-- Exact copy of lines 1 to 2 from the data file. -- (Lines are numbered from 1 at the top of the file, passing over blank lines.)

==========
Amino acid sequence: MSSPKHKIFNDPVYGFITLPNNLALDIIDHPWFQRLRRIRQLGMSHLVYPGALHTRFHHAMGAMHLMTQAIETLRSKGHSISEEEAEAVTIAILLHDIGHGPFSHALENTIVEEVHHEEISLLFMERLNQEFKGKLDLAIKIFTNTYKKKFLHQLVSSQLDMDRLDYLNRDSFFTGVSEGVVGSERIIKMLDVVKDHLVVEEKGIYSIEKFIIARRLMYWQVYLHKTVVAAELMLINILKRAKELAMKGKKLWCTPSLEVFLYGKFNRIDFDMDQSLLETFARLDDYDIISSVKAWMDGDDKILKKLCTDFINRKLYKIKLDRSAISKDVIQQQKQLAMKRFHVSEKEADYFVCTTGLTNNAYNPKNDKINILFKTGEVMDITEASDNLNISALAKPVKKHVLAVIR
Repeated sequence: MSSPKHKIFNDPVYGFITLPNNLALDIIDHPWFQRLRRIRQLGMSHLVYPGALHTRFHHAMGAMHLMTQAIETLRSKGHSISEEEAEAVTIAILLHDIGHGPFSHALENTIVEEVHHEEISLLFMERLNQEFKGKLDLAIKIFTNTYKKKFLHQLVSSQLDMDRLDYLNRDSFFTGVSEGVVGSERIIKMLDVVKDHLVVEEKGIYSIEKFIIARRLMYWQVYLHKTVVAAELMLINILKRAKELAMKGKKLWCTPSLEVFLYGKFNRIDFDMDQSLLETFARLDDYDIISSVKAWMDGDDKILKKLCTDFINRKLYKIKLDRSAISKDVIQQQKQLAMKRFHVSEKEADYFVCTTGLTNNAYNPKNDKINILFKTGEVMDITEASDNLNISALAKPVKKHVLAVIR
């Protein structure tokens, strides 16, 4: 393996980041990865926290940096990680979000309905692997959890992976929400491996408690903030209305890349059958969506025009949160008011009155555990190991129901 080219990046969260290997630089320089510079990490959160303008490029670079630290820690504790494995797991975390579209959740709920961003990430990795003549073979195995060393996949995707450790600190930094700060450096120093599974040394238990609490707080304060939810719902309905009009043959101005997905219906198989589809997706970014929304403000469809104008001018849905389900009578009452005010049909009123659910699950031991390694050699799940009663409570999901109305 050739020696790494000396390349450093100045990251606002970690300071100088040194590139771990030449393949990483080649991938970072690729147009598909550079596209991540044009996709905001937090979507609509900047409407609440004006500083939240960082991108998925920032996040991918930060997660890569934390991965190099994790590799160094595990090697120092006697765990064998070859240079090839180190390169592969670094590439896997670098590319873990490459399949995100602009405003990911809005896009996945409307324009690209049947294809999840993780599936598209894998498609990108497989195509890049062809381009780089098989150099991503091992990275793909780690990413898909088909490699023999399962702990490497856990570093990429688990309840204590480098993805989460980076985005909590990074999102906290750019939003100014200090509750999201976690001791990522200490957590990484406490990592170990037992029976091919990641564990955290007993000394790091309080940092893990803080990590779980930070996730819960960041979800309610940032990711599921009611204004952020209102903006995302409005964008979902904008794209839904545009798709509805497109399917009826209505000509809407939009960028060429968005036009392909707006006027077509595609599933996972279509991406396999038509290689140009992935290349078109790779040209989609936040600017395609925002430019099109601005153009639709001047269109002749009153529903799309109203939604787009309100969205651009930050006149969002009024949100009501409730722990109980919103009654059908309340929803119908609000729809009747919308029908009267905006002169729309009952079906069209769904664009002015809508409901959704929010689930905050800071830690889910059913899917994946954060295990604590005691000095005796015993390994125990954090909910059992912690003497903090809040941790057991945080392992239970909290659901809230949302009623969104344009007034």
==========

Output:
Amino acid sequence: MSSPKHKIFNDPVYGFITLPNNLALDIIDHPWFQRLRRIRQLGMSHLVYPGALHTRFHHAMGAMHLMTQAIETLRSKGHSISEEEAEAVTIAILLHDIGHGPFSHALENTIVEEVHHEEISLLFMERLNQEFKGKLDLAIKIFTNTYKKKFLHQLVSSQLDMDRLDYLNRDSFFTGVSEGVVGSERIIKMLDVVKDHLVVEEKGIYSIEKFIIARRLMYWQVYLHKTVVAAELMLINILKRAKELAMKGKKLWCTPSLEVFLYGKFNRIDFDMDQSLLETFARLDDYDIISSVKAWMDGDDKILKKLCTDFINRKLYKIKLDRSAISKDVIQQQKQLAMKRFHVSEKEADYFVCTTGLTNNAYNPKNDKINILFKTGEVMDITEASDNLNISALAKPVKKHVLAVIR
Repeated sequence: MSSPKHKIFNDPVYGFITLPNNLALDIIDHPWFQRLRRIRQLGMSHLVYPGALHTRFHHAMGAMHLMTQAIETLRSKGHSISEEEAEAVTIAILLHDIGHGPFSHALENTIVEEVHHEEISLLFMERLNQEFKGKLDLAIKIFTNTYKKKFLHQLVSSQLDMDRLDYLNRDSFFTGVSEGVVGSERIIKMLDVVKDHLVVEEKGIYSIEKFIIARRLMYWQVYLHKTVVAAELMLINILKRAKELAMKGKKLWCTPSLEVFLYGKFNRIDFDMDQSLLETFARLDDYDIISSVKAWMDGDDKILKKLCTDFINRKLYKIKLDRSAISKDVIQQQKQLAMKRFHVSEKEADYFVCTTGLTNNAYNPKNDKINILFKTGEVMDITEASDNLNISALAKPVKKHVLAVIR